To begin building my own credibility (and that of my TA) in the classroom this semester, we spent 15 minutes hosting an “Ask Us Anything” (as opposed to AMA==Ask Me Anything; inspired by Making the Most of Your First Day of Class). To avoid spending too much time having students write their questions on cards, […]

At the 2016 CTLT Summer Institute, I co-facilitated the session on Assessment and Evaluation. Using the opportunity to advertise two-stage exams, I provided evidence for three main points: Students learn from them Students participate meaningfully Students like them The research I used to back these is all home-grown at UBC (of course, this isn’t an exhaustive […]

Two-stage exams are exams which students first write individually before getting into groups to complete the same (or similar) set of questions again. This harnesses students’ engagement in the high-stakes environment to create a learning opportunity through peer interactions and immediate feedback. Besides, it’s fun. Over the first couple months of the summer semester, @jossives and I have […]

It happens. You go to a fantastic and intense workshop. The facilitators are enthusiastic. The participants are enthusiastic. It’s invigorating. You feel energized, excited, motivated. You get back to your office and draft up your concrete list of takeaways and to-dos. You start putting things into action, and are pretty excited about the preliminary results. But, […]

The logic goes like this: Active learning works. We would like more faculty to use active learning (and evidence-based teaching methods) in their classes. So, we pair them with people who do use these for a semester (i.e. put them both in the classroom all semester). And voila! Our promising results are that faculty keep […]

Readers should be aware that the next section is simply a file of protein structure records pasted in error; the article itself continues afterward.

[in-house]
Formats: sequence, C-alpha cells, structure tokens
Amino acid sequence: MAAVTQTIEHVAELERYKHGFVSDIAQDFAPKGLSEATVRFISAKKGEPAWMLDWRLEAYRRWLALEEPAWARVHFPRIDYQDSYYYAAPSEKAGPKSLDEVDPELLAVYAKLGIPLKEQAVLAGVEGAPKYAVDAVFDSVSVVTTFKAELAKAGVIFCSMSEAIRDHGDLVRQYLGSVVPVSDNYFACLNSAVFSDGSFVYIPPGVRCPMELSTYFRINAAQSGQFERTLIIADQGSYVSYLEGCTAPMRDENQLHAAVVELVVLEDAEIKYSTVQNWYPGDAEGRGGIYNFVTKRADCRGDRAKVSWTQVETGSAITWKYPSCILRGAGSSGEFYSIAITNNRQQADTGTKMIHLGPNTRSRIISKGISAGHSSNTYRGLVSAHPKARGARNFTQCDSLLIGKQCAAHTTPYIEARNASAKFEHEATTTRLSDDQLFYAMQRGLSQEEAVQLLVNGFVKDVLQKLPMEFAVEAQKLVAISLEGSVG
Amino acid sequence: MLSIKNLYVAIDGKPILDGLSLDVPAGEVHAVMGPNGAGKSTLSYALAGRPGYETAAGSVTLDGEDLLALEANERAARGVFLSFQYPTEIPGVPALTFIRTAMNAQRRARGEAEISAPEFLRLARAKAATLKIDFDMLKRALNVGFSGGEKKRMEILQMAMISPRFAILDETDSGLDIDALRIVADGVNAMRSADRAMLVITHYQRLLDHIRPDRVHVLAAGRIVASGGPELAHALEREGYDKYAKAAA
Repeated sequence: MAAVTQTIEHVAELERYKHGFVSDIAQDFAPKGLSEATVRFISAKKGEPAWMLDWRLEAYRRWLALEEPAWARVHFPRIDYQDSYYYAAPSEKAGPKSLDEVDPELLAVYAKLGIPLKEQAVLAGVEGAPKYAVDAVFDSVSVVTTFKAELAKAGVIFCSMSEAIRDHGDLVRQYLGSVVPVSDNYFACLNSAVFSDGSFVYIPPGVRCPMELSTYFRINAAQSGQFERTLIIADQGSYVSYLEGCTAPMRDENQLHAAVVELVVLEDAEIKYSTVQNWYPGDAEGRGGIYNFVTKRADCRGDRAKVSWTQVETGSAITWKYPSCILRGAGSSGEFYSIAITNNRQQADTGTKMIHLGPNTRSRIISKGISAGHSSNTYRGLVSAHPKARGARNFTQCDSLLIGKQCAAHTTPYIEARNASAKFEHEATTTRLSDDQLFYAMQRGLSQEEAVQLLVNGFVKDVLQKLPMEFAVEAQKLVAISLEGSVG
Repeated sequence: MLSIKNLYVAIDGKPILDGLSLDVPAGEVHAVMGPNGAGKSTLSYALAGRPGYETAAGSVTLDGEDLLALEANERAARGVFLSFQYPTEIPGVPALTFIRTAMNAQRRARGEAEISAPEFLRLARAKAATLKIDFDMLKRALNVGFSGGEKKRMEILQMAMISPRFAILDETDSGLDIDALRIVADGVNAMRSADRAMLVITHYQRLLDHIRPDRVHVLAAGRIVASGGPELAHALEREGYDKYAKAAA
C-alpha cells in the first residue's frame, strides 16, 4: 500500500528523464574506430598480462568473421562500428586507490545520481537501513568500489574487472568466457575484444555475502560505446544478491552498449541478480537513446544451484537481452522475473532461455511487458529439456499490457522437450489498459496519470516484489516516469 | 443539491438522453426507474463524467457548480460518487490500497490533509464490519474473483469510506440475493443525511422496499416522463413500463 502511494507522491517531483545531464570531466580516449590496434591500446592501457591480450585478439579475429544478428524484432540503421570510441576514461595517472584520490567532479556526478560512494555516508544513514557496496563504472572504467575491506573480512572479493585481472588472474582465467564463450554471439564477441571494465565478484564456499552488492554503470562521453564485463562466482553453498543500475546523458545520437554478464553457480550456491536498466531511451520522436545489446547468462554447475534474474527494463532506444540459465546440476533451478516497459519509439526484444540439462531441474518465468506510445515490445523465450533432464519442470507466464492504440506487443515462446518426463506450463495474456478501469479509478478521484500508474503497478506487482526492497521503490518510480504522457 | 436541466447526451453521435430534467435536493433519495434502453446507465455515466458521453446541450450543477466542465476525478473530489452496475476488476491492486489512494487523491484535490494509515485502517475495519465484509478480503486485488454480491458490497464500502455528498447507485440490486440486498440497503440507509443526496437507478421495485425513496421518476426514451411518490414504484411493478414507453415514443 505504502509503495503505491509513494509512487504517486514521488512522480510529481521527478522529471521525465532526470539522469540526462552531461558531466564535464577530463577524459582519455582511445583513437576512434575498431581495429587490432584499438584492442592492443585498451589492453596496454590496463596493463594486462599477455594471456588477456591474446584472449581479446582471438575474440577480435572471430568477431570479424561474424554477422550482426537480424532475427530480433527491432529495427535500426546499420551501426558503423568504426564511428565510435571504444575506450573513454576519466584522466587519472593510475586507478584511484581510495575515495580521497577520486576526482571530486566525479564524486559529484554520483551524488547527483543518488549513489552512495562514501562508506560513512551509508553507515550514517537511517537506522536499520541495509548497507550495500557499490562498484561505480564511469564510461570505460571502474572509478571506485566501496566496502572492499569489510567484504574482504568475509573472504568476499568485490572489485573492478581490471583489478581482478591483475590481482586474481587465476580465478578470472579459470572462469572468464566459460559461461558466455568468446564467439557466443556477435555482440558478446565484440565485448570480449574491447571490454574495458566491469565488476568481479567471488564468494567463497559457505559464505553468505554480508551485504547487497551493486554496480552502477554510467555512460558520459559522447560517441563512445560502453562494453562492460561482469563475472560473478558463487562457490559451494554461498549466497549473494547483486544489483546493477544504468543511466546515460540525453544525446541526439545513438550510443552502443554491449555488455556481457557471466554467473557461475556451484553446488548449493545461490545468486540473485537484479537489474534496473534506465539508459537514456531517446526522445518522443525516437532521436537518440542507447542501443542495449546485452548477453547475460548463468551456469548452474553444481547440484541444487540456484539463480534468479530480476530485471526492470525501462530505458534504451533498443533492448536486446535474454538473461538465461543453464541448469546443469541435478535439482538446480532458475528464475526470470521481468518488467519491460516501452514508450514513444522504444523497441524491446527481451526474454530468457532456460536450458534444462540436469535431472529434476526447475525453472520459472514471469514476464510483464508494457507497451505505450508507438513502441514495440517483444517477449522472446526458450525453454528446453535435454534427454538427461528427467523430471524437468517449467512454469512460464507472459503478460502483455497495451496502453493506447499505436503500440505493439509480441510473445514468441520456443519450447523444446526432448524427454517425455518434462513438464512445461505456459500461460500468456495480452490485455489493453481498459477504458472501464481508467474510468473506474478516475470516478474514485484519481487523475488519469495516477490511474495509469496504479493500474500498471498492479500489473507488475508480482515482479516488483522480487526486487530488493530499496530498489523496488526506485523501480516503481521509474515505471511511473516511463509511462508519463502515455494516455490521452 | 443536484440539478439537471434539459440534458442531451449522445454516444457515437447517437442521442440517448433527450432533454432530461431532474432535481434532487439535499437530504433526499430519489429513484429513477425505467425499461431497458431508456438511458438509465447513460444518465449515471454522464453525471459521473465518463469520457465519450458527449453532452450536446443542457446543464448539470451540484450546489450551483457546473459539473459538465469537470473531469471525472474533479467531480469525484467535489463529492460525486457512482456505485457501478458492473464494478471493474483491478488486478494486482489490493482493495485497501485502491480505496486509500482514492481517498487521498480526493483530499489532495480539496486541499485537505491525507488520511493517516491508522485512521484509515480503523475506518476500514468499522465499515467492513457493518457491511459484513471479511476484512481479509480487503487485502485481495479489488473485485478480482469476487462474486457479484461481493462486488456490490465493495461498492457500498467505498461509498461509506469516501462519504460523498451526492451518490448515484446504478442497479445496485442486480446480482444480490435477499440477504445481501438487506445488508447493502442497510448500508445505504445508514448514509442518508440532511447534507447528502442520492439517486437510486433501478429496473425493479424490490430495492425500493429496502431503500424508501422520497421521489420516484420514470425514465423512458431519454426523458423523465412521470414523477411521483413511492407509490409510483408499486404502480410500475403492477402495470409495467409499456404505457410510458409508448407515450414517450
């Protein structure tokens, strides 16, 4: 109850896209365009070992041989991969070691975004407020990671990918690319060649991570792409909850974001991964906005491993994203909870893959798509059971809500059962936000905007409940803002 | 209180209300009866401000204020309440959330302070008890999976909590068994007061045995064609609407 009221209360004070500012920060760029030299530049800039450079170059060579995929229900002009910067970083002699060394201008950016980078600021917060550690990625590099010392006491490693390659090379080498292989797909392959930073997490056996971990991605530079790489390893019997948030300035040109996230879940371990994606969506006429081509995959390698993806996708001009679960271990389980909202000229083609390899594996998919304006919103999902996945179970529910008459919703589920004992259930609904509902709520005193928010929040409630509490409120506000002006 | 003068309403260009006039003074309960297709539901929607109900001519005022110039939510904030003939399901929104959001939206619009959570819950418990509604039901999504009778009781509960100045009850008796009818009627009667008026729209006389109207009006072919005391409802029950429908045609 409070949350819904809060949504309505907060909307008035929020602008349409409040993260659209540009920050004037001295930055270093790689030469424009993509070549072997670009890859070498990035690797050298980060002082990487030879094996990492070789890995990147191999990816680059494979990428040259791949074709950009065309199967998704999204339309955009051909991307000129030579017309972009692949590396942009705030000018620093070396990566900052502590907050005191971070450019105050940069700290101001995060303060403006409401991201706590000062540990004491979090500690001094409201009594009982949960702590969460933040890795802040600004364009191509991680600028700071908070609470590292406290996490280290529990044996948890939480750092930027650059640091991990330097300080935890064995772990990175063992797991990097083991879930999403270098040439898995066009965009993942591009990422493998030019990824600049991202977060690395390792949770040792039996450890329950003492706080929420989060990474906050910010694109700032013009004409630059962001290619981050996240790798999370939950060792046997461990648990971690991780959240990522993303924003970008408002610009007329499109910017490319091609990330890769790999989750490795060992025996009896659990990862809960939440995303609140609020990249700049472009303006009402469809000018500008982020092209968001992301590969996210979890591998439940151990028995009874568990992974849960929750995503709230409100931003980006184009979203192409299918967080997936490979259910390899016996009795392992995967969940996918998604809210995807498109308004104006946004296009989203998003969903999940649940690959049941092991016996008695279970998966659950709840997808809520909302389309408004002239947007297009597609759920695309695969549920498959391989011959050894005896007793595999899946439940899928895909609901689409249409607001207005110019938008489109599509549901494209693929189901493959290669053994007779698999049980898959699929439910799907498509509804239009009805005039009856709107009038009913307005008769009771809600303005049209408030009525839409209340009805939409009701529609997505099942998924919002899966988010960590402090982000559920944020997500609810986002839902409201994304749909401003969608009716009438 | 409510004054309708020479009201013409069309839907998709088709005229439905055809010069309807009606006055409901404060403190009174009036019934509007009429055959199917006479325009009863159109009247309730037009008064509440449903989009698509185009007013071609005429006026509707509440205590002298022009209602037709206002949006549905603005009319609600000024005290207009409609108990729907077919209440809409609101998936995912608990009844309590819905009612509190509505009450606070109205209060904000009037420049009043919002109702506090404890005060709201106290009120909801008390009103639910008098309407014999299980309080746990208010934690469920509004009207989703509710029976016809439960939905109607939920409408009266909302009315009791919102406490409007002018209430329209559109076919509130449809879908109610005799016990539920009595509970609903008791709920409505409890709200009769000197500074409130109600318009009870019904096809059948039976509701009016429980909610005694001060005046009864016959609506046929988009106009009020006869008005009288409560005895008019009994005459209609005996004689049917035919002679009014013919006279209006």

Physics 101 is the introductory calculus-based physics course for life science students at UBC. Over the past decade, departmental efforts related to the Carl Wieman Science Education Initiative have resulted into the “transformation” of this course, from traditional lecture-based instruction to an interactive engagement style. Pre-reading assignments, peer instruction and clickers, in-class worksheets, and two-stage […]

(In this post, I collect presentation materials related to my project studying paired teaching.) In my department, we’ve been pairing faculty together to teach courses. The main goal is to provide these faculty opportunity to develop their teaching. My job is to figure out: Are they learning about teaching? The short answer is: Yes, they are. […]